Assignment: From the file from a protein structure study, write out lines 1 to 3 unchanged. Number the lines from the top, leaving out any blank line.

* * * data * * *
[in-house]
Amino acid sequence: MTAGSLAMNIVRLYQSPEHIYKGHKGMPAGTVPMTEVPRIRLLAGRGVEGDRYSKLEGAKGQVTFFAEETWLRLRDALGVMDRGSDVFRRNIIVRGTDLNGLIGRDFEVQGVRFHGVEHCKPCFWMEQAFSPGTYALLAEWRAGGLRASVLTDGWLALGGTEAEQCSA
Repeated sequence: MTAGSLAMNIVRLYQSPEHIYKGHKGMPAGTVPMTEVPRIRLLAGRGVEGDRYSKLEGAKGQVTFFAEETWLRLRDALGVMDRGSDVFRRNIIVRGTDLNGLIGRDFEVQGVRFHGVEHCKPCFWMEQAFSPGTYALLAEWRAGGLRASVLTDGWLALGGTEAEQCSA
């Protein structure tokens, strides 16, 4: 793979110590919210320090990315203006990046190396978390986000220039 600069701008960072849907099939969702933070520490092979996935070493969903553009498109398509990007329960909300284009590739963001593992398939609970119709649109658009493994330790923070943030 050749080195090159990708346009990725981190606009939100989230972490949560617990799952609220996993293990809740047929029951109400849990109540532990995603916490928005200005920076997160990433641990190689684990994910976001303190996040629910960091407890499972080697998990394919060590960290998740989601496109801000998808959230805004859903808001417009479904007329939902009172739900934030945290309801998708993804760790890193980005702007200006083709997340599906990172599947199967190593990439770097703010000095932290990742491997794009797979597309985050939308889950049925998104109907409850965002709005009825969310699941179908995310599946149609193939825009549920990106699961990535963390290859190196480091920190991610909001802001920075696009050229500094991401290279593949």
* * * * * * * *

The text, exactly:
[in-house]
Amino acid sequence: MTAGSLAMNIVRLYQSPEHIYKGHKGMPAGTVPMTEVPRIRLLAGRGVEGDRYSKLEGAKGQVTFFAEETWLRLRDALGVMDRGSDVFRRNIIVRGTDLNGLIGRDFEVQGVRFHGVEHCKPCFWMEQAFSPGTYALLAEWRAGGLRASVLTDGWLALGGTEAEQCSA
Repeated sequence: MTAGSLAMNIVRLYQSPEHIYKGHKGMPAGTVPMTEVPRIRLLAGRGVEGDRYSKLEGAKGQVTFFAEETWLRLRDALGVMDRGSDVFRRNIIVRGTDLNGLIGRDFEVQGVRFHGVEHCKPCFWMEQAFSPGTYALLAEWRAGGLRASVLTDGWLALGGTEAEQCSA